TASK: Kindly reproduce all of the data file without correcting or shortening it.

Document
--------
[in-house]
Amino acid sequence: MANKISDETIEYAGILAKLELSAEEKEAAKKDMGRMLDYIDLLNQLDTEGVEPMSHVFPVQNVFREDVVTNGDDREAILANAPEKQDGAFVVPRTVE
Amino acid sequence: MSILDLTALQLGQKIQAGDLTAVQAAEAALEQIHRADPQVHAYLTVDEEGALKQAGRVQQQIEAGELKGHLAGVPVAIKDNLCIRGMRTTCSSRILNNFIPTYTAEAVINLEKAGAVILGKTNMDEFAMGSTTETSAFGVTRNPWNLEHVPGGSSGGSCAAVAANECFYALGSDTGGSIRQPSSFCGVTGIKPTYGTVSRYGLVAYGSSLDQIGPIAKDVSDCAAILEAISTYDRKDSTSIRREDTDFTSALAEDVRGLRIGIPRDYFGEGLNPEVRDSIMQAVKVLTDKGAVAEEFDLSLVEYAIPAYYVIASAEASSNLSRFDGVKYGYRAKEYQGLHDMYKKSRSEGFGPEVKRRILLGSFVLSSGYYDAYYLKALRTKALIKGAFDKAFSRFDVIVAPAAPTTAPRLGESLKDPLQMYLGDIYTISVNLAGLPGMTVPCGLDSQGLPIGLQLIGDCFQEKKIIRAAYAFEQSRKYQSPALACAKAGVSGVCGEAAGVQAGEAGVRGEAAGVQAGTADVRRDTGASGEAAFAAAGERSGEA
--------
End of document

[in-house]
Amino acid sequence: MANKISDETIEYAGILAKLELSAEEKEAAKKDMGRMLDYIDLLNQLDTEGVEPMSHVFPVQNVFREDVVTNGDDREAILANAPEKQDGAFVVPRTVE
Amino acid sequence: MSILDLTALQLGQKIQAGDLTAVQAAEAALEQIHRADPQVHAYLTVDEEGALKQAGRVQQQIEAGELKGHLAGVPVAIKDNLCIRGMRTTCSSRILNNFIPTYTAEAVINLEKAGAVILGKTNMDEFAMGSTTETSAFGVTRNPWNLEHVPGGSSGGSCAAVAANECFYALGSDTGGSIRQPSSFCGVTGIKPTYGTVSRYGLVAYGSSLDQIGPIAKDVSDCAAILEAISTYDRKDSTSIRREDTDFTSALAEDVRGLRIGIPRDYFGEGLNPEVRDSIMQAVKVLTDKGAVAEEFDLSLVEYAIPAYYVIASAEASSNLSRFDGVKYGYRAKEYQGLHDMYKKSRSEGFGPEVKRRILLGSFVLSSGYYDAYYLKALRTKALIKGAFDKAFSRFDVIVAPAAPTTAPRLGESLKDPLQMYLGDIYTISVNLAGLPGMTVPCGLDSQGLPIGLQLIGDCFQEKKIIRAAYAFEQSRKYQSPALACAKAGVSGVCGEAAGVQAGEAGVRGEAAGVQAGTADVRRDTGASGEAAFAAAGERSGEA